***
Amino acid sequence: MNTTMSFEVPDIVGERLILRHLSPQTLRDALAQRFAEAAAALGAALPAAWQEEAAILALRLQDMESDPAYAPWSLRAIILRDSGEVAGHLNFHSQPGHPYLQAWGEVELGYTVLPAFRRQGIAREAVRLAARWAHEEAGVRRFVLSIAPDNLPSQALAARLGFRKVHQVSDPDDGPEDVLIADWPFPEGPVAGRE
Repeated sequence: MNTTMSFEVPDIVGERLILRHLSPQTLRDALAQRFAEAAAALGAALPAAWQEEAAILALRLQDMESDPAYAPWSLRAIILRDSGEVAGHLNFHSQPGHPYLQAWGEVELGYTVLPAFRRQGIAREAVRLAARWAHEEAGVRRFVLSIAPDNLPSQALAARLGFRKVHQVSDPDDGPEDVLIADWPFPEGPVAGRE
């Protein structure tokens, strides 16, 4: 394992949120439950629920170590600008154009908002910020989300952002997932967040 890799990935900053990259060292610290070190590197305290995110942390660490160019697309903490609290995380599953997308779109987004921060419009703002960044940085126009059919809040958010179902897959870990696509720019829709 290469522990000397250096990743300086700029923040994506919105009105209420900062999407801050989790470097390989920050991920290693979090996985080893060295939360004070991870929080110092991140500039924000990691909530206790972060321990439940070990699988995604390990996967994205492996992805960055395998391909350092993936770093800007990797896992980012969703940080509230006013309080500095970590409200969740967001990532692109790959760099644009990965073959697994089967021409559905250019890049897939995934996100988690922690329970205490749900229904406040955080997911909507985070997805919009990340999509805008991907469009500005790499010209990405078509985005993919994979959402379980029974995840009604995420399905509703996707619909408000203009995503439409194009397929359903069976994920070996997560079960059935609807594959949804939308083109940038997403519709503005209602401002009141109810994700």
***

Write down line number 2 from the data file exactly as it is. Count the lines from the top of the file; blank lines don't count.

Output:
Repeated sequence: MNTTMSFEVPDIVGERLILRHLSPQTLRDALAQRFAEAAAALGAALPAAWQEEAAILALRLQDMESDPAYAPWSLRAIILRDSGEVAGHLNFHSQPGHPYLQAWGEVELGYTVLPAFRRQGIAREAVRLAARWAHEEAGVRRFVLSIAPDNLPSQALAARLGFRKVHQVSDPDDGPEDVLIADWPFPEGPVAGRE